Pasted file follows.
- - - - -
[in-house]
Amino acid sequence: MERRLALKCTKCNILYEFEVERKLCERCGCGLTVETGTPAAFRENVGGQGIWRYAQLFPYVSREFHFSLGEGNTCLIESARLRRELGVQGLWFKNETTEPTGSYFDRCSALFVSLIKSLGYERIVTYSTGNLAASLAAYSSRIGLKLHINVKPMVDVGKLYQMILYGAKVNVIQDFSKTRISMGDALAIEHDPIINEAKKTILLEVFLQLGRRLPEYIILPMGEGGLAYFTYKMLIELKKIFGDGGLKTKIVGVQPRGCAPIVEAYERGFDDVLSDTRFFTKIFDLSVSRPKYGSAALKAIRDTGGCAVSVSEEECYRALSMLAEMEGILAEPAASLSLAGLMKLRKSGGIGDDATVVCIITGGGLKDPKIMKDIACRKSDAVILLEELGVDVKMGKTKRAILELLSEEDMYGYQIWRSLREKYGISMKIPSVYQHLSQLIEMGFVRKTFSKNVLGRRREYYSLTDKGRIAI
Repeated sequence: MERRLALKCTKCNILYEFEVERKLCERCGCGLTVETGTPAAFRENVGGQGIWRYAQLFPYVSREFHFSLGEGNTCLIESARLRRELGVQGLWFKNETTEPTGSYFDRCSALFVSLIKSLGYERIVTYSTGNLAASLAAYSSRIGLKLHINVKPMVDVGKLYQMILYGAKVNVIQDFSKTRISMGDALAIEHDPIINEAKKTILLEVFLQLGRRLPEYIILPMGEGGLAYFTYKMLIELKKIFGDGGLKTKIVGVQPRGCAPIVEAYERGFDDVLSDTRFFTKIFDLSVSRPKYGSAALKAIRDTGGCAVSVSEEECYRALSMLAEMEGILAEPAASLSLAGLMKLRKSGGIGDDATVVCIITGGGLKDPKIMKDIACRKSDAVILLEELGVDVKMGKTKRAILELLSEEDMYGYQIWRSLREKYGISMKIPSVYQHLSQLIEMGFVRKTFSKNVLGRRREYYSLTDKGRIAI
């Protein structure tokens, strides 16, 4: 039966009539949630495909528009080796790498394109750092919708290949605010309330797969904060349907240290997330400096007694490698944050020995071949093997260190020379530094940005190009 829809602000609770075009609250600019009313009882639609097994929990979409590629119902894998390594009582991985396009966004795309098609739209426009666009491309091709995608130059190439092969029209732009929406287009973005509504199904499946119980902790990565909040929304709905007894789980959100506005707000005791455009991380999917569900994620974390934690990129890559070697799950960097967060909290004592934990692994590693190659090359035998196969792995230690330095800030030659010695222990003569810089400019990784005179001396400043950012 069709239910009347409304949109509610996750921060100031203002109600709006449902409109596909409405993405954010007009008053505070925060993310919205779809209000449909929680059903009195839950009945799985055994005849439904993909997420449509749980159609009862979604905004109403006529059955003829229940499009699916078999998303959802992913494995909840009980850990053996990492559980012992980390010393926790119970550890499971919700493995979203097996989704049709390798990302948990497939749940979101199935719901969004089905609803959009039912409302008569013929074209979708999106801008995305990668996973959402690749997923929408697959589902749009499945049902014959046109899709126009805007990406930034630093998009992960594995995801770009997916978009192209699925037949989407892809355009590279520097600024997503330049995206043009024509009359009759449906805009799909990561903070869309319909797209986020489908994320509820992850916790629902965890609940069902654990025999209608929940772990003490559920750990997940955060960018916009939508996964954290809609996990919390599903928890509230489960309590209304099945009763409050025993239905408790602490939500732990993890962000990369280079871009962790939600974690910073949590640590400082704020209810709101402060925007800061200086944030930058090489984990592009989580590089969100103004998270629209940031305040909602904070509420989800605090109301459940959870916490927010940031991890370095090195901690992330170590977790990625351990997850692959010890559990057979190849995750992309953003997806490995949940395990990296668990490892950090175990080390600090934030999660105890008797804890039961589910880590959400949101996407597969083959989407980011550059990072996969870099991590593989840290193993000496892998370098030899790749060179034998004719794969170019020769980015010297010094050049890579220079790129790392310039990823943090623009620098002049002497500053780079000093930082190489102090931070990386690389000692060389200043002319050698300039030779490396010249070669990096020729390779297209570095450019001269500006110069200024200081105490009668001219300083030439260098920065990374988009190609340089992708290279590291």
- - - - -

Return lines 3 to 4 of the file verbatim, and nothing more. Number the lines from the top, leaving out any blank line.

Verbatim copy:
Repeated sequence: MERRLALKCTKCNILYEFEVERKLCERCGCGLTVETGTPAAFRENVGGQGIWRYAQLFPYVSREFHFSLGEGNTCLIESARLRRELGVQGLWFKNETTEPTGSYFDRCSALFVSLIKSLGYERIVTYSTGNLAASLAAYSSRIGLKLHINVKPMVDVGKLYQMILYGAKVNVIQDFSKTRISMGDALAIEHDPIINEAKKTILLEVFLQLGRRLPEYIILPMGEGGLAYFTYKMLIELKKIFGDGGLKTKIVGVQPRGCAPIVEAYERGFDDVLSDTRFFTKIFDLSVSRPKYGSAALKAIRDTGGCAVSVSEEECYRALSMLAEMEGILAEPAASLSLAGLMKLRKSGGIGDDATVVCIITGGGLKDPKIMKDIACRKSDAVILLEELGVDVKMGKTKRAILELLSEEDMYGYQIWRSLREKYGISMKIPSVYQHLSQLIEMGFVRKTFSKNVLGRRREYYSLTDKGRIAI
């Protein structure tokens, strides 16, 4: 039966009539949630495909528009080796790498394109750092919708290949605010309330797969904060349907240290997330400096007694490698944050020995071949093997260190020379530094940005190009 829809602000609770075009609250600019009313009882639609097994929990979409590629119902894998390594009582991985396009966004795309098609739209426009666009491309091709995608130059190439092969029209732009929406287009973005509504199904499946119980902790990565909040929304709905007894789980959100506005707000005791455009991380999917569900994620974390934690990129890559070697799950960097967060909290004592934990692994590693190659090359035998196969792995230690330095800030030659010695222990003569810089400019990784005179001396400043950012 069709239910009347409304949109509610996750921060100031203002109600709006449902409109596909409405993405954010007009008053505070925060993310919205779809209000449909929680059903009195839950009945799985055994005849439904993909997420449509749980159609009862979604905004109403006529059955003829229940499009699916078999998303959802992913494995909840009980850990053996990492559980012992980390010393926790119970550890499971919700493995979203097996989704049709390798990302948990497939749940979101199935719901969004089905609803959009039912409302008569013929074209979708999106801008995305990668996973959402690749997923929408697959589902749009499945049902014959046109899709126009805007990406930034630093998009992960594995995801770009997916978009192209699925037949989407892809355009590279520097600024997503330049995206043009024509009359009759449906805009799909990561903070869309319909797209986020489908994320509820992850916790629902965890609940069902654990025999209608929940772990003490559920750990997940955060960018916009939508996964954290809609996990919390599903928890509230489960309590209304099945009763409050025993239905408790602490939500732990993890962000990369280079871009962790939600974690910073949590640590400082704020209810709101402060925007800061200086944030930058090489984990592009989580590089969100103004998270629209940031305040909602904070509420989800605090109301459940959870916490927010940031991890370095090195901690992330170590977790990625351990997850692959010890559990057979190849995750992309953003997806490995949940395990990296668990490892950090175990080390600090934030999660105890008797804890039961589910880590959400949101996407597969083959989407980011550059990072996969870099991590593989840290193993000496892998370098030899790749060179034998004719794969170019020769980015010297010094050049890579220079790129790392310039990823943090623009620098002049002497500053780079000093930082190489102090931070990386690389000692060389200043002319050698300039030779490396010249070669990096020729390779297209570095450019001269500006110069200024200081105490009668001219300083030439260098920065990374988009190609340089992708290279590291």